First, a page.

And be prepared for three-pedal driving in these economy cars. Most are available with an automatic, but you'll have to pay more. The six-speed automatic in the Ford Fiesta adds $1,095 to your total and you have to shell out $2,140 more to add a continuously variable transmission in the Nissan Versa.

When test-driving these cars, decide how much performance you need. Are you the type that wants a bit of fun behind the wheel? You most likely won't be upset about driving a manual, but you may want to look at a smaller, turbocharged engine for more midrange torque. Will you be doing a lot of highway driving? Take the car out on the road and see how long it takes to get up to speed. Can you merge easily? What is your daily commute like? It may be worth it to opt for the automatic if you drive in stop and go traffic every day.

17frdfie200005.jpg

Small, cheap and loaded with tech. That's the 2017 Ford Fiesta.

Ford

You can even find some affordable all-wheel or four-wheel drive vehicles. The Subaru Impreza features Subaru's impressive Symmetrical All-Wheel-Drive system and can be had for $18,395. The Jeep Renegade and Jeep Patriot can be optioned up with four-wheel drive for $2,000 more. Think about weather conditions and what you plan to do with the vehicle before shelling out the extra cash, keeping in mind that all-wheel drive and four-wheel drive do not mean all-wheel stop. Some front-wheel drive cars can do just as well in certain weather situations with a decent set of winter tires.

Fuel economy FTW

One thing that can be said for most of these affordable cars is that they get excellent fuel economy. The Chevrolet Cruze gets up to 40 mpg on the highway and is offered with a diesel engine for a whopping 52 mpg, though that diesel engine puts the Cruze at a starting price of $24,670. The base Nissan Versa S, the least expensive car offered at $11,990, gets 35 mpg on the highway, while the next trim level up, the S Plus, nets 39 mpg on the highway due to its continuously variable transmission.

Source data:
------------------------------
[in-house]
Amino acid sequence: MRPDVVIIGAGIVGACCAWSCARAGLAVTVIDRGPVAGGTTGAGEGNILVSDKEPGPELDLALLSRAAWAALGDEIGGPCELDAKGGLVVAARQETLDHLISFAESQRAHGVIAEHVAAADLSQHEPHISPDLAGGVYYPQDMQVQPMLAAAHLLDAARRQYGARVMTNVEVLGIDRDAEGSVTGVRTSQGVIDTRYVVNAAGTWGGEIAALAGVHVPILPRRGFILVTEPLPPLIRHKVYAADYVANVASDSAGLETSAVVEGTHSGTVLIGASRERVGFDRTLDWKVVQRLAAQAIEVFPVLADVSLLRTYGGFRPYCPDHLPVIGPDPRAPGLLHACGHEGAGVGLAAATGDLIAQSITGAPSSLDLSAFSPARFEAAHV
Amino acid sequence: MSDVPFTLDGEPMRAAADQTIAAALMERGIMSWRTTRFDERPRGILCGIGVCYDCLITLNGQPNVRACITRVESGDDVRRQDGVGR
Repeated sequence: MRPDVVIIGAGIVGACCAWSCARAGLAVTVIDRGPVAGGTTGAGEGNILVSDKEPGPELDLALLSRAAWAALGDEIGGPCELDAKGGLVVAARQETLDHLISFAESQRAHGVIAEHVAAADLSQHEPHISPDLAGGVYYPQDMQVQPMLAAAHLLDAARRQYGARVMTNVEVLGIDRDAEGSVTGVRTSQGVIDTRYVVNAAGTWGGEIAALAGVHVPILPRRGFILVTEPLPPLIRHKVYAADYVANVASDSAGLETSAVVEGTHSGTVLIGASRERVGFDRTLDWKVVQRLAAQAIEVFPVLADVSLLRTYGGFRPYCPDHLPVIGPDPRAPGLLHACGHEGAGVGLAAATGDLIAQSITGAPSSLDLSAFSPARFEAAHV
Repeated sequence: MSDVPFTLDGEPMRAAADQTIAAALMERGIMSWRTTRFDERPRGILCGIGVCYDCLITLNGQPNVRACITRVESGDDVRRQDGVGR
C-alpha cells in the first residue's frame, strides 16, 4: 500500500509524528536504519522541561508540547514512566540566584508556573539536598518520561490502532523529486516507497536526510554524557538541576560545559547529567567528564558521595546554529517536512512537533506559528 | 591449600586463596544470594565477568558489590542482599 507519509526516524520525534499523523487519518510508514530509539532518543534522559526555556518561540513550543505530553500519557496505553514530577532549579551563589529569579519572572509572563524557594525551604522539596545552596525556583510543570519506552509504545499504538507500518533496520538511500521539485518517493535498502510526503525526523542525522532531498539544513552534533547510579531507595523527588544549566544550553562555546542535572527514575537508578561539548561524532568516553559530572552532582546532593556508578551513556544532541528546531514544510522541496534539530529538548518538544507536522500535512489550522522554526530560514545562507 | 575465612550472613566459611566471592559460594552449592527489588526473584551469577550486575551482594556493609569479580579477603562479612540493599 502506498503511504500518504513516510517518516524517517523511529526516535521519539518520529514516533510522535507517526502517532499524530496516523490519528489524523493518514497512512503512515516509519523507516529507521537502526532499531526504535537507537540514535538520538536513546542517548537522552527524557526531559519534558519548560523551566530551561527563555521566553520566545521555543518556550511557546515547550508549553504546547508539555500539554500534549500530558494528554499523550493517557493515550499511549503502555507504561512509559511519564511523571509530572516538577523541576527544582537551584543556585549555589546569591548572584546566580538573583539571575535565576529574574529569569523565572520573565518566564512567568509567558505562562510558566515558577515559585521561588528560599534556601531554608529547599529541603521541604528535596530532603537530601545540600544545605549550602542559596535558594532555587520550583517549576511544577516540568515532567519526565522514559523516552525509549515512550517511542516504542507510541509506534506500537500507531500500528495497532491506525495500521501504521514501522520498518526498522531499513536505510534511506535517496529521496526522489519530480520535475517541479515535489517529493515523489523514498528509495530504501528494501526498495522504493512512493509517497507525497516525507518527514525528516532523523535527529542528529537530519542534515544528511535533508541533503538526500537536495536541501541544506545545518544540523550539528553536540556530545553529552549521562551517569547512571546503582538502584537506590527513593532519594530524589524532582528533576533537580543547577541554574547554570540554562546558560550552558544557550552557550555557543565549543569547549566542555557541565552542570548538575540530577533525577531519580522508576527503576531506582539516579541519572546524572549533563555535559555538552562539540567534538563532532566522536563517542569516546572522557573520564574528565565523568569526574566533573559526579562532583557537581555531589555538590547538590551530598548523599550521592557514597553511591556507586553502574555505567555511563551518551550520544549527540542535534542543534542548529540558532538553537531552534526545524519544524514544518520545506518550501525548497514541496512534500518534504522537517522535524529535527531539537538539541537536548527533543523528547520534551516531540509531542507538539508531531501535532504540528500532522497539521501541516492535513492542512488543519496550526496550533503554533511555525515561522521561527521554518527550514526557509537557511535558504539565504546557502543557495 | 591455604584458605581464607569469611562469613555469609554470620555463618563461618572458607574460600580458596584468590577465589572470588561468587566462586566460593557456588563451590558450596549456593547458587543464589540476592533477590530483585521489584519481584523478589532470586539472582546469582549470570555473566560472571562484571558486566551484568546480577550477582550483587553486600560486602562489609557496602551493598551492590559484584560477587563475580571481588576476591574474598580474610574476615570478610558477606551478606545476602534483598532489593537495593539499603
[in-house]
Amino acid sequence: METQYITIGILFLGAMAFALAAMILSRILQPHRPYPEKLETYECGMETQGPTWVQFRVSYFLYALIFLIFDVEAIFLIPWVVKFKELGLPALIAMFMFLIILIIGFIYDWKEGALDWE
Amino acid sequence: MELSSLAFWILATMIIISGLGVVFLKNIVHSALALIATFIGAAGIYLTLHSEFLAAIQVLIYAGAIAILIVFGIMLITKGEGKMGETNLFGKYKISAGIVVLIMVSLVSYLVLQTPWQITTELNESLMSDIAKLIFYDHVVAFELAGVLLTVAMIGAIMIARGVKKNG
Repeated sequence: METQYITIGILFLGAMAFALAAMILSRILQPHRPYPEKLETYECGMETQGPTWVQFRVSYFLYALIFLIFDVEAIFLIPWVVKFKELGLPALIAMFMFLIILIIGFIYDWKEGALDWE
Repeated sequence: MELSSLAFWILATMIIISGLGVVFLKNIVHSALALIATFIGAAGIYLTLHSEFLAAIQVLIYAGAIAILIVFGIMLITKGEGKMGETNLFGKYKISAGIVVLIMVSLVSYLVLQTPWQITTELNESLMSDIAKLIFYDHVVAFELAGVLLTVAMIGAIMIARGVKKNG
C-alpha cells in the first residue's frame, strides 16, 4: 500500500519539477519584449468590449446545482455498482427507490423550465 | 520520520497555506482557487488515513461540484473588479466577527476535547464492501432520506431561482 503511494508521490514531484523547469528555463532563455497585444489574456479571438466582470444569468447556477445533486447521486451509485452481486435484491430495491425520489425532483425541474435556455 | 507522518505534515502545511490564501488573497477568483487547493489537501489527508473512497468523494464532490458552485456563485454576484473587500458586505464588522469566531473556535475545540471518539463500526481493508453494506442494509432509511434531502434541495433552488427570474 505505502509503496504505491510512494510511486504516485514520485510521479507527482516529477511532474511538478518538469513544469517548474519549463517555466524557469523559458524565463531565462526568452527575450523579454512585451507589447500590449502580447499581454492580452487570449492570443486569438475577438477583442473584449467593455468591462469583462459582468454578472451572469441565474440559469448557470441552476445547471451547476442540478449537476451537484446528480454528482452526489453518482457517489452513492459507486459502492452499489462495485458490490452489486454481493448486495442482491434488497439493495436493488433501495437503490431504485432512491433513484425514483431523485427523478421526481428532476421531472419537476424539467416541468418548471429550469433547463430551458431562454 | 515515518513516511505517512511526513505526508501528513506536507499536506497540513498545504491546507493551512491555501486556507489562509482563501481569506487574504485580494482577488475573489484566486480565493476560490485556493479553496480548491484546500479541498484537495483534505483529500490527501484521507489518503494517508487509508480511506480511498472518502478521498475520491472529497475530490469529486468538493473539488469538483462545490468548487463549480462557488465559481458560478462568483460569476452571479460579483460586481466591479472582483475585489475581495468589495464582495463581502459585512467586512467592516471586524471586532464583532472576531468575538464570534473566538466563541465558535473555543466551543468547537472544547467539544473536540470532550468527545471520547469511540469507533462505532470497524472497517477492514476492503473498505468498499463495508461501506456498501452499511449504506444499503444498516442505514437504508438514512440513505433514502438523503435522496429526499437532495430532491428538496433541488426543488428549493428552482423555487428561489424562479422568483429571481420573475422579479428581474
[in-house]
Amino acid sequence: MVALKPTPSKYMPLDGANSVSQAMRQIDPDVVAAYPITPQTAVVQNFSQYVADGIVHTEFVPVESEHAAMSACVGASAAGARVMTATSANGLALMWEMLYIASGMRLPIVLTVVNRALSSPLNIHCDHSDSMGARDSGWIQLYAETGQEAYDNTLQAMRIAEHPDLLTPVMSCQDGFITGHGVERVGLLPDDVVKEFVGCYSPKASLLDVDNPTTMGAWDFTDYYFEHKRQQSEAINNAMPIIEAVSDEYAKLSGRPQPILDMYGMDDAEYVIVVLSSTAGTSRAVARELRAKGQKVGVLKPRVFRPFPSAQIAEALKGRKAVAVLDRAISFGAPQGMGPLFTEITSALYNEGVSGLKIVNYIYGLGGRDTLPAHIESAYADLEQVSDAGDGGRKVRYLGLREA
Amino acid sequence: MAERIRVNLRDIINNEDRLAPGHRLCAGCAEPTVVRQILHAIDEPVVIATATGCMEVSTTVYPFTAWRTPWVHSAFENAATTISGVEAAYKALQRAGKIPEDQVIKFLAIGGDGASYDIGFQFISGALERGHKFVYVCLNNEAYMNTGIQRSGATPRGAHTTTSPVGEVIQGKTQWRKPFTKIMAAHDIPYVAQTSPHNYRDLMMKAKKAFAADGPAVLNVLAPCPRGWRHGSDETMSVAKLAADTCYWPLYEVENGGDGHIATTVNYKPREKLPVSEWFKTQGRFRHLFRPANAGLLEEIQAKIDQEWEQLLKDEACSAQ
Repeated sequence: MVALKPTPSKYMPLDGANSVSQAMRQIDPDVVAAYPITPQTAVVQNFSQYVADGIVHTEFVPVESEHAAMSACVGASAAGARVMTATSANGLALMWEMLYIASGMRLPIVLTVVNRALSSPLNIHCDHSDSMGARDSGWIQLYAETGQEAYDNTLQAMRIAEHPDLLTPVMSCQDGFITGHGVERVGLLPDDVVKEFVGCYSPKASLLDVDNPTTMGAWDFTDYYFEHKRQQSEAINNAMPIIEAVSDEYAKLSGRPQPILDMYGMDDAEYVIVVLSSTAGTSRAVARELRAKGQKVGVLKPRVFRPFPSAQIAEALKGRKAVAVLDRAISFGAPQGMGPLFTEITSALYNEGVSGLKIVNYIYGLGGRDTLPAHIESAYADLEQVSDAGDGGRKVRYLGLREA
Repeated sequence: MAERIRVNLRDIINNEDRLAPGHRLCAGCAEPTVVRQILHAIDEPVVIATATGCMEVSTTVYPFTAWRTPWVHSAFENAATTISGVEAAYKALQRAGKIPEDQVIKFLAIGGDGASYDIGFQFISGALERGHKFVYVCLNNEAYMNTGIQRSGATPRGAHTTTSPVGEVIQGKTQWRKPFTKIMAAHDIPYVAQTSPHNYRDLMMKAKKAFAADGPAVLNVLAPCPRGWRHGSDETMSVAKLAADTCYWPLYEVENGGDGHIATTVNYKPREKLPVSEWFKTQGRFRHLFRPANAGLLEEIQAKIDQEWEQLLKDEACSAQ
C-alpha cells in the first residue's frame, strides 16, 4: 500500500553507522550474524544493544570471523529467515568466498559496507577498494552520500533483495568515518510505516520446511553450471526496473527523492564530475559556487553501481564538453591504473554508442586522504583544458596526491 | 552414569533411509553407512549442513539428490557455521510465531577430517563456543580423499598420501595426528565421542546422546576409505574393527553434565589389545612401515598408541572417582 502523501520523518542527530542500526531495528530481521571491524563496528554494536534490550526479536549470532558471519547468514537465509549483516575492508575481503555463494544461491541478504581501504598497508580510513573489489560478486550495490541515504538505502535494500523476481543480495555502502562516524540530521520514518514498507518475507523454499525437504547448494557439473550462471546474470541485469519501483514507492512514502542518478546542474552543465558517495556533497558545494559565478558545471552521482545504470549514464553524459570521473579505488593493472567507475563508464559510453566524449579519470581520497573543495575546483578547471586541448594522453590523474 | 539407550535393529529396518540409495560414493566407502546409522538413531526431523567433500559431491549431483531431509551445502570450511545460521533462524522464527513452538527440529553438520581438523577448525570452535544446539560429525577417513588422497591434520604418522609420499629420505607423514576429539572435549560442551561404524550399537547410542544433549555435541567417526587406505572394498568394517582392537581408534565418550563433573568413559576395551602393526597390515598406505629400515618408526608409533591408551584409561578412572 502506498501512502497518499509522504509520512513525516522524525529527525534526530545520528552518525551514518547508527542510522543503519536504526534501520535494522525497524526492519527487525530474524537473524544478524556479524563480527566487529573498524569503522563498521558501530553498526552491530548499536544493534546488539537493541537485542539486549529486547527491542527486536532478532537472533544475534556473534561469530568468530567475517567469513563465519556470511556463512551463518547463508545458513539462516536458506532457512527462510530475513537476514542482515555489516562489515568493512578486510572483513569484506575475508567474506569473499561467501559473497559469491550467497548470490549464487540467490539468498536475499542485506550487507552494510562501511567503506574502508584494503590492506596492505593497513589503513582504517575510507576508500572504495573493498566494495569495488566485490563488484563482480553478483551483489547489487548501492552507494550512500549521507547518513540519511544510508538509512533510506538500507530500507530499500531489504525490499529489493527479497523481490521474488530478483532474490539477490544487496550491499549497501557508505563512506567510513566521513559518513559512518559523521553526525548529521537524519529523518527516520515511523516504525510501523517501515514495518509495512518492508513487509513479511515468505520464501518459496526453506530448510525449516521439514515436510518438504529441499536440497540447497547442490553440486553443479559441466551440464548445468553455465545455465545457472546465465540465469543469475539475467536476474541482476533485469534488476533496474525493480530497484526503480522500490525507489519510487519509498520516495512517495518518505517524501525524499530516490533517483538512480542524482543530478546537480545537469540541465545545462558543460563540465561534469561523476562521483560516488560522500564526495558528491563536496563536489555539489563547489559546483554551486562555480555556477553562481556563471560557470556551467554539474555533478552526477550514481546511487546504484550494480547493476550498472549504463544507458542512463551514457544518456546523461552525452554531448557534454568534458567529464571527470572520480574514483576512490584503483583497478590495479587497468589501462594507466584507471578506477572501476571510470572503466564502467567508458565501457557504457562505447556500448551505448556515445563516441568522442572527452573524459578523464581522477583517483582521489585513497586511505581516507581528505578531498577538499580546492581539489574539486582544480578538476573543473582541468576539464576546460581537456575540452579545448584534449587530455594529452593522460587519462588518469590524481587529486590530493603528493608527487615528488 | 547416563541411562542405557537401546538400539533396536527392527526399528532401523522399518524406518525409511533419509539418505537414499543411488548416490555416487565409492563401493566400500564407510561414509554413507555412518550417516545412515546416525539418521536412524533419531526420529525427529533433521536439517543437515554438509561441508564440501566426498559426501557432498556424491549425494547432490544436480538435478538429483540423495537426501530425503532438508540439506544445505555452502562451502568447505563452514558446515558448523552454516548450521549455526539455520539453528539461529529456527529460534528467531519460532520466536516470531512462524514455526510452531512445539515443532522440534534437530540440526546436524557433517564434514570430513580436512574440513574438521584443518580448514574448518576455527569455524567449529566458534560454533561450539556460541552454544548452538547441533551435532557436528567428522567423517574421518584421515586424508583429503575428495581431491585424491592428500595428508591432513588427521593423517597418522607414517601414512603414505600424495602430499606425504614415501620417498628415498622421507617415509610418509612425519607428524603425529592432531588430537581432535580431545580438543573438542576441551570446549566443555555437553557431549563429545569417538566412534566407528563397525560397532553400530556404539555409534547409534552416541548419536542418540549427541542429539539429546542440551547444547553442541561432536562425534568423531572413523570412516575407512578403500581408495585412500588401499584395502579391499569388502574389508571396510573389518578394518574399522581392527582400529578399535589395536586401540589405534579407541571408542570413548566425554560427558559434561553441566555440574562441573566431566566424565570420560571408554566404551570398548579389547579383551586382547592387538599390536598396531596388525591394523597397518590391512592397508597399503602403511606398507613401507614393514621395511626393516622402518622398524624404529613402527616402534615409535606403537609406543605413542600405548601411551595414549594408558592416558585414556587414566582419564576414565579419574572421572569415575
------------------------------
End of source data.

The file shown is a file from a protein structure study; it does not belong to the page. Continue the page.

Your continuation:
The heaviest in this segment, the Jeep Patriot at 3,211 pounds, still does okay with 26 mpg highway, but it's bested by the slightly smaller Renegade at 31 mpg.

Tech

Expect to give up a lot in the technology department when you commit to an economy car, although the Toyota Corolla is the exception. Economy cars are not completely devoid of modern features, but if you're expecting things like blind-spot monitoring, navigation, or adaptive cruise control, be prepared to go to higher trim lines.

Instead look for things like Bluetooth, which allows for hands-free calling as well as streaming music from your phone, and a USB port, which will connect your phone to the stereo system and charge it as well. Apple CarPlay and Android Auto are becoming more common, even in the affordable segment, which negates the need for a navigation system. 

Some models may have cruise control, but it will be the basic, set-to-one-speed-and-go type of system. Other less expensive vehicles will have small touchscreens hosting a basic infotainment system.

Best overall

Starting at $19,700, the Honda Civic hatch is our pick for the best overall affordable car. The Civic looks great, has plenty of power, gets excellent fuel economy, and has room for five. A high-revving 1.5-liter four-cylinder engine is standard on the hatch and delivers 174 horsepower and 167 pound-feet of torque. Its standard six-speed manual transmission nets 30 mpg in the city, 39 mpg on the highway and 33 mpg combined. Efficiency numbers go up even further when equipped with the optional continuously variable transmission.

Also on tap are Bluetooth, USB connectivity and a 5-inch color LCD screen. The Honda Sensing suite of active safety features, including forward collision warning, lane keeping assist, collision and road departure mitigation, is available.